News Digest in Islamic Finance January 2020

GCC to play a key role in 2020 sukuk issuance

“Global sukuk issuance in 2020 is expected to surge further on the back of strong growth in 2019 supported by continued demand for issuance from GCC countries and core Islamic finance markets, according to rating agency Standard & Poor’s.

“Although global financial conditions should remain highly accommodative next year, we don’t expect additional easing by the US Federal Reserve and only a marginal deposit rate cut by the European Central Bank in 2020. In addition, more than $10 trillion of debt has negative yields. Therefore, we think that issuers with a good credit story will continue to tap the market with relative ease,” said Mohamed Damak, Senior Director and Global Head of Islamic Finance at S&P.”

Islamic fintechs are on the rise — but how viable is this tailored offering?

“Fintech is a crowded space. But a new subgenre is emerging to attract the world’s 1.8bn Muslims with a Shariah-compliant alternative. Young Muslims want in on Europe’s fintech scene. Their pitch is that Muslims, who make up 20% of the world’s population, have been underserved not only by traditional banks, but also by modern fintechs.”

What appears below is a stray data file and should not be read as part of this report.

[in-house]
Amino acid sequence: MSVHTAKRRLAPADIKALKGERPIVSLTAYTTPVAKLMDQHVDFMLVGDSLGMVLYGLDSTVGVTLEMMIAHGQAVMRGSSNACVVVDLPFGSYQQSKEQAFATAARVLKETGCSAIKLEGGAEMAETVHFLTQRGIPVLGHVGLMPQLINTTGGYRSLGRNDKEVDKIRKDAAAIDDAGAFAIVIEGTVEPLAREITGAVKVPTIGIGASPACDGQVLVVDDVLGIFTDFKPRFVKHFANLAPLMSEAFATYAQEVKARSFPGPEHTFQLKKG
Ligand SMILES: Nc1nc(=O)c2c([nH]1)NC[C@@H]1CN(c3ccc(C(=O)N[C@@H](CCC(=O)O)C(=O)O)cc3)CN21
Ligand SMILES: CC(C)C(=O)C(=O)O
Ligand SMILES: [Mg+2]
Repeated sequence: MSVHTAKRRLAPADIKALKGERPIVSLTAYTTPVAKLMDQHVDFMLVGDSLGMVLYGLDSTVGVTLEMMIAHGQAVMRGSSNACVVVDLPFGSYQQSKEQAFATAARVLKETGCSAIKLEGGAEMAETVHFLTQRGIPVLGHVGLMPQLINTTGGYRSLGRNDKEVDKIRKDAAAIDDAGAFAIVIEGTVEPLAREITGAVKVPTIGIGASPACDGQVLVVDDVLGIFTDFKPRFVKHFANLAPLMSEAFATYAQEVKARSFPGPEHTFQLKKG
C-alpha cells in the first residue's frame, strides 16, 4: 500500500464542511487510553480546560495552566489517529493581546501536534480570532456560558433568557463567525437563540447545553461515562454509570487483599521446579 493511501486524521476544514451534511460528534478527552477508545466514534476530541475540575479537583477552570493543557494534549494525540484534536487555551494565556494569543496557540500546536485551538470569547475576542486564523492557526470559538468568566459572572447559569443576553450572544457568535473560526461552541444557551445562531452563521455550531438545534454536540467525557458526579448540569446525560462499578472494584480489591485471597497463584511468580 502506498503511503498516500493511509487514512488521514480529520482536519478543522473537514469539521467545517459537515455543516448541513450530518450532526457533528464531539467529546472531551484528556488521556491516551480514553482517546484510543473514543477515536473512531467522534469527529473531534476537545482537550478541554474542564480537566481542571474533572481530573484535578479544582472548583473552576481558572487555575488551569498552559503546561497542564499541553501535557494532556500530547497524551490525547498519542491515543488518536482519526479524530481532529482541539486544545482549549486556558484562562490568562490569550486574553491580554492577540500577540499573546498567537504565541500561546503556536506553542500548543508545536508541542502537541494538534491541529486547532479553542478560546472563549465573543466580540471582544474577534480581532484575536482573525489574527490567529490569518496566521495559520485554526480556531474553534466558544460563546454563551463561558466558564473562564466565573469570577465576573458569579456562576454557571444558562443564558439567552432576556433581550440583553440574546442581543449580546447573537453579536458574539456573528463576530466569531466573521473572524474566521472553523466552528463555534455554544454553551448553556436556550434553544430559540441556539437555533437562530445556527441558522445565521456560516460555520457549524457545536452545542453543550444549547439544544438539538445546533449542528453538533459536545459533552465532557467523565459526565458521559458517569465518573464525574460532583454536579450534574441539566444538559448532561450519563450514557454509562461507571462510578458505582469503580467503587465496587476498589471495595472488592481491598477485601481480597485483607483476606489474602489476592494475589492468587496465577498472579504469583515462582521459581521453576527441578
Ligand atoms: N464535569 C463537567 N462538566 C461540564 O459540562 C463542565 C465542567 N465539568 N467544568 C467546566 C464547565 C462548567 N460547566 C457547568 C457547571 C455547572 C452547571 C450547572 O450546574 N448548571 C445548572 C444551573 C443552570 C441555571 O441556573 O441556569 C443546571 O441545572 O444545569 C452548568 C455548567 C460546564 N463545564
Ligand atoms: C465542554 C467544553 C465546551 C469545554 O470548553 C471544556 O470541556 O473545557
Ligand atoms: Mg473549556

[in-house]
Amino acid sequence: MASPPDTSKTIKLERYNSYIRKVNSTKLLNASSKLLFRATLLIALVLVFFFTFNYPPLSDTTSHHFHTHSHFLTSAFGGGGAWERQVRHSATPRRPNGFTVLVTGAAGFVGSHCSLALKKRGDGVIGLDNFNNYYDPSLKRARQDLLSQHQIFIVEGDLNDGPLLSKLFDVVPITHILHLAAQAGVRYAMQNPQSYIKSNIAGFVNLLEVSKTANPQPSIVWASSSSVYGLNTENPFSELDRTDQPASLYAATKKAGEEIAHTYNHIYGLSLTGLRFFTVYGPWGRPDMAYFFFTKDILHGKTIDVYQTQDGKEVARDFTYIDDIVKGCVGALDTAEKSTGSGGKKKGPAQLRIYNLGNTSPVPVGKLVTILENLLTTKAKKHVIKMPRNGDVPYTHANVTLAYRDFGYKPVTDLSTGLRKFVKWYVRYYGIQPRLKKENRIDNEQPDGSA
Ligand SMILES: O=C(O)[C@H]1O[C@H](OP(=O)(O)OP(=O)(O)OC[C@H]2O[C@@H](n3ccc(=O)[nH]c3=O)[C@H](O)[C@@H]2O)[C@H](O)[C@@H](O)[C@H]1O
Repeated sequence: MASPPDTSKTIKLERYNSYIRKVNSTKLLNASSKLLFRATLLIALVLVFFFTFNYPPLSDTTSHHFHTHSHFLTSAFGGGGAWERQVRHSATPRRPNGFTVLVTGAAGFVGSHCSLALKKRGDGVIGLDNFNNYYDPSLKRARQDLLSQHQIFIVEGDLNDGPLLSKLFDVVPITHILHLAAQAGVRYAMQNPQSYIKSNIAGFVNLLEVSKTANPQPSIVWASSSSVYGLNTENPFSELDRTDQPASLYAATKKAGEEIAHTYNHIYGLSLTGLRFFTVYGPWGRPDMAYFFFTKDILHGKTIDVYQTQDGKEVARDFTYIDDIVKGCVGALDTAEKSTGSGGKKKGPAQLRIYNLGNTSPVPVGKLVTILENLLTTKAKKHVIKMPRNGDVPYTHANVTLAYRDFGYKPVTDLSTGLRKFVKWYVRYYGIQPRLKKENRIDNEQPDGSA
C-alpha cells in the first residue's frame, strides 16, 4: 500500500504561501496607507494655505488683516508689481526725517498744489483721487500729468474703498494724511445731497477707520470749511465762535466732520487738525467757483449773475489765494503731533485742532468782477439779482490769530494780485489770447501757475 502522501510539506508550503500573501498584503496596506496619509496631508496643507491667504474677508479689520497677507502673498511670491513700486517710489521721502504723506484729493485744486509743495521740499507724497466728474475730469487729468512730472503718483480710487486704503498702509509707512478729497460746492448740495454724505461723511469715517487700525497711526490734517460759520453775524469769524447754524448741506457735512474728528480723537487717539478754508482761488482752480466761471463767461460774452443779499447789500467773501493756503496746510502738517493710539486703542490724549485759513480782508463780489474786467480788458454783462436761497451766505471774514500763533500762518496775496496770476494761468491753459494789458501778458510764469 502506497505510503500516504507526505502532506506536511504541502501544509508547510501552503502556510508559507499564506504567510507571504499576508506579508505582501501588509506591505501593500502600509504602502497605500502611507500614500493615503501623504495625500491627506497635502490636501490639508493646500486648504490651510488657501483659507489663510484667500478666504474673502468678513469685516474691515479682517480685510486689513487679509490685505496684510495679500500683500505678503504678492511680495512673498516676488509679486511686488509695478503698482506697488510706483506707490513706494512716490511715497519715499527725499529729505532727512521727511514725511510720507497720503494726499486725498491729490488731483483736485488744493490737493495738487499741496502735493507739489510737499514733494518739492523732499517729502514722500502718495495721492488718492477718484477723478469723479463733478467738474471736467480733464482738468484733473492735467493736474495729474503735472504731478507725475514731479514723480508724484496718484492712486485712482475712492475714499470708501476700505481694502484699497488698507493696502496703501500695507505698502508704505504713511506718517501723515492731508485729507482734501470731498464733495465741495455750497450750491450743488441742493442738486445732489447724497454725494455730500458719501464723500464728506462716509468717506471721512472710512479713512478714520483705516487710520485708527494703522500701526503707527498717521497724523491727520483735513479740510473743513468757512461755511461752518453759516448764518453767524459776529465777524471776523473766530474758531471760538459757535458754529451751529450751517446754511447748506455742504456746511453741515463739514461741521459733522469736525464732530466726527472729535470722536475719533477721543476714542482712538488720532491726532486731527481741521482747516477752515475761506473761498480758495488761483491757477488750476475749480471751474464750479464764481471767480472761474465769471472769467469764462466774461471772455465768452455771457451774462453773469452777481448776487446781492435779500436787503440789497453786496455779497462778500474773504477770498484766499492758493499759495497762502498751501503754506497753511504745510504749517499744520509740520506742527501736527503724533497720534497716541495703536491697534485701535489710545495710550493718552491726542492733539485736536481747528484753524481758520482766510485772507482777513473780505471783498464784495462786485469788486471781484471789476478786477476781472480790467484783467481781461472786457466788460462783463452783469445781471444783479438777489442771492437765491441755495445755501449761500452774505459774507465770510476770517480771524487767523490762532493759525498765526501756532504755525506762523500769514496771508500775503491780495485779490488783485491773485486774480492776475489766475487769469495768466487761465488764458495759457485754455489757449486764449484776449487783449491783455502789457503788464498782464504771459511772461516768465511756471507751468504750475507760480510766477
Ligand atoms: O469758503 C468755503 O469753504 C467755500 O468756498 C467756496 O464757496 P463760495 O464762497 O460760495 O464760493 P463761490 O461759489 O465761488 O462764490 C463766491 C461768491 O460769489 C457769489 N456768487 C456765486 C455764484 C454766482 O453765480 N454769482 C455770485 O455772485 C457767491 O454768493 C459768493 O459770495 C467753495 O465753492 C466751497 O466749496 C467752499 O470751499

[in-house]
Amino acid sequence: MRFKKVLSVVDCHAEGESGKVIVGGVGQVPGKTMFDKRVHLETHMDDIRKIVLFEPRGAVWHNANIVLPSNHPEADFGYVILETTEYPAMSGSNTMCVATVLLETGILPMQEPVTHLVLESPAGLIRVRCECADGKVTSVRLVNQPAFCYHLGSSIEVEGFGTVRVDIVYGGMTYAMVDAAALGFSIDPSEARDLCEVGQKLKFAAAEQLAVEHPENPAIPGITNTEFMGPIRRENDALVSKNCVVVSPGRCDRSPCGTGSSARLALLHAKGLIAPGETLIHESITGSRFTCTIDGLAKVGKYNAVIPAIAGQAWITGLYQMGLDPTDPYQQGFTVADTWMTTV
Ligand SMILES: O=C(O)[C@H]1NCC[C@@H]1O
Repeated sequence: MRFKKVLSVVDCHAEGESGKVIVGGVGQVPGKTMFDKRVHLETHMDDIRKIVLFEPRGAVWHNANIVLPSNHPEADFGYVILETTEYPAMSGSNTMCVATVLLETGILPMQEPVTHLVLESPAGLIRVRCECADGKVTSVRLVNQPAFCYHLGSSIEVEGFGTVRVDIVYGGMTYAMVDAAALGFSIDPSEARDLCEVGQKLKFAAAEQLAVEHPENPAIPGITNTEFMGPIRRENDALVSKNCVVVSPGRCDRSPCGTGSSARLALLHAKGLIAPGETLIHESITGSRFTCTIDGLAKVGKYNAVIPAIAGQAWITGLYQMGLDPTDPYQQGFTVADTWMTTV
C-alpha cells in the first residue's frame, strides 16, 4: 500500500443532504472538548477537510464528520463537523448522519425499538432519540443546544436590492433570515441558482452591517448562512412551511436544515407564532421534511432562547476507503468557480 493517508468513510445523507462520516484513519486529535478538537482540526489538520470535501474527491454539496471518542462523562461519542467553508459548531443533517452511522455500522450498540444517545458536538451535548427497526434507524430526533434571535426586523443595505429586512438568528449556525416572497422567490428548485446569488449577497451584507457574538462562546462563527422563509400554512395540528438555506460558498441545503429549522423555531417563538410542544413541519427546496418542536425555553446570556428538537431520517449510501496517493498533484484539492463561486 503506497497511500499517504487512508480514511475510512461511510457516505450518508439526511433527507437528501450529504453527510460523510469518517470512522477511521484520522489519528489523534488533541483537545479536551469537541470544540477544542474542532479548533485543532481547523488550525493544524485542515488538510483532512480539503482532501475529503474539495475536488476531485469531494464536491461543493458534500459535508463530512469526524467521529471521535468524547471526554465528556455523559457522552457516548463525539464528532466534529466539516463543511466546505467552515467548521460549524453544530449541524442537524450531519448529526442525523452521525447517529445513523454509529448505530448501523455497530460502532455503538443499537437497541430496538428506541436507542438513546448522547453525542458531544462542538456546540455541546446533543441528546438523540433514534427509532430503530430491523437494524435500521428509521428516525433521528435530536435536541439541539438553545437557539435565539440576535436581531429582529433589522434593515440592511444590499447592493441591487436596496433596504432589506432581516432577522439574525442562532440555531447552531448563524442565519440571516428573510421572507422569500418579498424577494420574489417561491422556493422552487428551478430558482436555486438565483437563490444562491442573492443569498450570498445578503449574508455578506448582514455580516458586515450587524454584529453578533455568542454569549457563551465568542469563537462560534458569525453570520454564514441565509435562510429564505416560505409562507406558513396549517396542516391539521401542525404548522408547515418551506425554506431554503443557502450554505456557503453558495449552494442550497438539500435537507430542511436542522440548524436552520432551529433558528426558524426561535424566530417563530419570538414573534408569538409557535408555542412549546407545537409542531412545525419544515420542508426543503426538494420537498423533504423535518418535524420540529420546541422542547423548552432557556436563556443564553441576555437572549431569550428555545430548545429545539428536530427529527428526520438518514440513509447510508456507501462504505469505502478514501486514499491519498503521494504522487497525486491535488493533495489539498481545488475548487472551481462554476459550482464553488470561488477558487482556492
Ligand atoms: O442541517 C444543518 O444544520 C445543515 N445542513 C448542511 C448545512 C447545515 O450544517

Brexit brings risks and opportunities for UK Islamic finance but unlikely to revolutionise domestic industry, say experts

“The United Kingdom is set to leave the European Union (EU) on January 31. Uncertainty looms as to whether the government will secure a trade deal with the EU or leave in December 2020 without one. Nonetheless, Brexit presents various risks and opportunities, such as Islamic finance playing a role in bilateral trade negotiations and the UK’s second sovereign sukuk. Beyond these, it is unlikely it will significantly transform the industry in the UK, according to stakeholders polled by Salaam Gateway.”

Islamic banking assets in Turkey to double in 10 years, Moody’s says

“Islamic banking assets in Turkey are set to double within 10 years as government initiatives drive growth in the sector, a report published Monday by Moody’s Investors Service said. According to the report, currently, the country’s Islamic finance sector is smaller than other large Muslim countries, and its slow start means it has ample room to expand. The sector represented just over 5.8% of banking assets at the end of September 2019, compared to Malaysia (33%) and Middle Eastern countries (15% – 77%).”

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